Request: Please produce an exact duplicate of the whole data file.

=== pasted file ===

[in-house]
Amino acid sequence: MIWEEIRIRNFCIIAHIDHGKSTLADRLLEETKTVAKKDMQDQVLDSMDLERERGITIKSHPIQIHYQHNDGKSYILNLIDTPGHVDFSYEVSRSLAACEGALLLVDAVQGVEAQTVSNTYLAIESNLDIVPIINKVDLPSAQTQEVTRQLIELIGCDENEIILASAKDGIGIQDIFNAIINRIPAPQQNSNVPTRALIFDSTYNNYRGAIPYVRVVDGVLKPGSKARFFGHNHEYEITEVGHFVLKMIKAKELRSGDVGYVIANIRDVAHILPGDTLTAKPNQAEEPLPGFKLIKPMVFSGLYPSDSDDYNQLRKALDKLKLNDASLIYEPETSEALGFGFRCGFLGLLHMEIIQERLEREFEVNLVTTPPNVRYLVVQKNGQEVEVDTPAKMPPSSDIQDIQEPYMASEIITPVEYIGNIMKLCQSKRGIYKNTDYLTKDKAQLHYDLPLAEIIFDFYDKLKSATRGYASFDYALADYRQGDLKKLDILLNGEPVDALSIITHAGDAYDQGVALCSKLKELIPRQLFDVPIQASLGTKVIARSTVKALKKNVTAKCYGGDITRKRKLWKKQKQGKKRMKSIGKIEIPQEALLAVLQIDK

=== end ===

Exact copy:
[in-house]
Amino acid sequence: MIWEEIRIRNFCIIAHIDHGKSTLADRLLEETKTVAKKDMQDQVLDSMDLERERGITIKSHPIQIHYQHNDGKSYILNLIDTPGHVDFSYEVSRSLAACEGALLLVDAVQGVEAQTVSNTYLAIESNLDIVPIINKVDLPSAQTQEVTRQLIELIGCDENEIILASAKDGIGIQDIFNAIINRIPAPQQNSNVPTRALIFDSTYNNYRGAIPYVRVVDGVLKPGSKARFFGHNHEYEITEVGHFVLKMIKAKELRSGDVGYVIANIRDVAHILPGDTLTAKPNQAEEPLPGFKLIKPMVFSGLYPSDSDDYNQLRKALDKLKLNDASLIYEPETSEALGFGFRCGFLGLLHMEIIQERLEREFEVNLVTTPPNVRYLVVQKNGQEVEVDTPAKMPPSSDIQDIQEPYMASEIITPVEYIGNIMKLCQSKRGIYKNTDYLTKDKAQLHYDLPLAEIIFDFYDKLKSATRGYASFDYALADYRQGDLKKLDILLNGEPVDALSIITHAGDAYDQGVALCSKLKELIPRQLFDVPIQASLGTKVIARSTVKALKKNVTAKCYGGDITRKRKLWKKQKQGKKRMKSIGKIEIPQEALLAVLQIDK